Confidentiality in patient-provider communication is paramount for patient care. The recent surge of telehealth, which happens virtually over the phone or internet, compared to traditional face-to-face patient-provider interactions, increases patients’ data vulnerability. Telehealth providers can be an easy target as healthcare data is stored and exchanged between networks and personal devices without any unified security strategy and protocol.  

The rapid adoption of telehealth technology has led to a significantly increased digital footprint and vulnerability to attacks, leaving both the provider and patient data at risk. Another study published in the American Journal of Managed Care found that out of  51 telehealth apps, only 28 percent had a privacy policy, while only 16 % had a security policy in place, indicating the vulnerability of these telehealth apps. 

A survey conducted by Arlington Research in 2021 found that 52 percent of surveyed telehealth providers reported experiencing cases of patients refusing telehealth treatment because of data security and privacy concerns. Another study found that about 32 percent of healthcare professionals in their survey did not know whether practicing telemedicine over the telehealth network would increase the risk of security and privacy violations. This underscores the importance of educating telehealth professionals about the security features of a telehealth network. 

Among the various recommendations, regular assessments, more robust security protocols, raising end-user awareness, and investing in blockchain technology for patient data protection have the most potential. Regardless, healthcare providers must remain vigilant and educated about cybersecurity risks to ensure patient information safety and security.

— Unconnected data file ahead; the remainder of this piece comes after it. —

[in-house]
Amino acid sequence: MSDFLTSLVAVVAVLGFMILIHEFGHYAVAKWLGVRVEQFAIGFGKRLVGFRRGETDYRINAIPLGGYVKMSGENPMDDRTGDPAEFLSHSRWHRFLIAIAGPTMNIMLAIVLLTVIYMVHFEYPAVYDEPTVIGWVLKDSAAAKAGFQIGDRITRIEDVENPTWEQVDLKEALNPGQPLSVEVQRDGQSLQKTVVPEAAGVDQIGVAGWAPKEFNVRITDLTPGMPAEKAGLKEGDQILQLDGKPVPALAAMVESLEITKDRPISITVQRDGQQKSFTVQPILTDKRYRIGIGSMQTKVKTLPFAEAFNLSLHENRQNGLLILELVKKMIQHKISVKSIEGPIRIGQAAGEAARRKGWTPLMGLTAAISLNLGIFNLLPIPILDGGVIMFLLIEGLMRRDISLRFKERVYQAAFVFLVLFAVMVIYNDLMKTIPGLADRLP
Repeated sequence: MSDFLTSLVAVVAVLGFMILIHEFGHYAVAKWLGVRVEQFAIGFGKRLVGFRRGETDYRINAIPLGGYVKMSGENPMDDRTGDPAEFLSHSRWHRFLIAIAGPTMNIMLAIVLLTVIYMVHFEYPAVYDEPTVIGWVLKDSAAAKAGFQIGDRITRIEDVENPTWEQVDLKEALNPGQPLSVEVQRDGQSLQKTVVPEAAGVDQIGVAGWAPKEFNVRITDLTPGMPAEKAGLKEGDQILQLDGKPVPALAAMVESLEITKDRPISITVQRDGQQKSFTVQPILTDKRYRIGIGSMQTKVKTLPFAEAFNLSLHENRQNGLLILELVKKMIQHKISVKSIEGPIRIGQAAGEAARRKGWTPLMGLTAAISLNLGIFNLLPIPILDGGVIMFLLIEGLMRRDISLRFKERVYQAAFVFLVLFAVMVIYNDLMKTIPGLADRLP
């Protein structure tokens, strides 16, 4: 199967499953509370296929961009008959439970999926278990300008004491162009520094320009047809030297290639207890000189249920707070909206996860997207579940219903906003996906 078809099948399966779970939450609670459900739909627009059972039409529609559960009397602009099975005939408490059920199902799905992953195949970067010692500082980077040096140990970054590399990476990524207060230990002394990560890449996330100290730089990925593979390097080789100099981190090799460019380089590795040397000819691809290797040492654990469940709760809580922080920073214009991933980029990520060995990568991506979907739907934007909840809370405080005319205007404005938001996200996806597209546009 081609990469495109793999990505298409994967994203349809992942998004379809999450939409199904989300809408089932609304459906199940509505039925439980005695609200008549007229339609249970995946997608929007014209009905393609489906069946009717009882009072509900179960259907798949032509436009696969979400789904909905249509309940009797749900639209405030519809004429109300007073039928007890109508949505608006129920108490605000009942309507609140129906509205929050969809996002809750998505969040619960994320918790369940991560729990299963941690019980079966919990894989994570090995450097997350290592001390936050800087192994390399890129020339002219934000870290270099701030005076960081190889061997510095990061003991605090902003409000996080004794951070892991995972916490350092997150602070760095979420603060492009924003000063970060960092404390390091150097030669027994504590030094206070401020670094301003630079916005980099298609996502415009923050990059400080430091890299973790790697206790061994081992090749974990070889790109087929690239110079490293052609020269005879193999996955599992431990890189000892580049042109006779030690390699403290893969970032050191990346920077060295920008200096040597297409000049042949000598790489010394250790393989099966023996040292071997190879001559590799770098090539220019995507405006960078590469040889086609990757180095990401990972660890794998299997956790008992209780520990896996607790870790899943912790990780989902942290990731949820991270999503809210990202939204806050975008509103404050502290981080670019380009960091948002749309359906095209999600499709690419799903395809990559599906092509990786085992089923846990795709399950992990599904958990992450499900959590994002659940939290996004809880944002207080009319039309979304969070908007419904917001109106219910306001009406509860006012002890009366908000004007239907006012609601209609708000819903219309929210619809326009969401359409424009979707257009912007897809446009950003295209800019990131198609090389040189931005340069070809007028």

Furthermore, healthcare organizations must integrate cybersecurity into strategic planning and budgeting. Successful measures may necessitate governance to manage IT projects while weighing costs and balancing access to sensitive information. Organizations might adopt comprehensive approaches such as the CERT Resilience Management Model or conduct risk assessments through external parties. Monitoring user behavior and leveraging identity and access management protocols are potential strategies. The National Institute of Standards and Technology (NIST) recommends implementing multi-factor authentication, encrypting data in transit and at rest, and regularly updating software to improve telehealth cybersecurity. 

Heather Butler is an undergraduate student at the School of Environmental & Biological Sciences at Rutgers, The State University of New Jersey. Soumitra Bhuyan is an Associate Professor at Edward J. Bloustein School at Rutgers, The State University of New Jersey.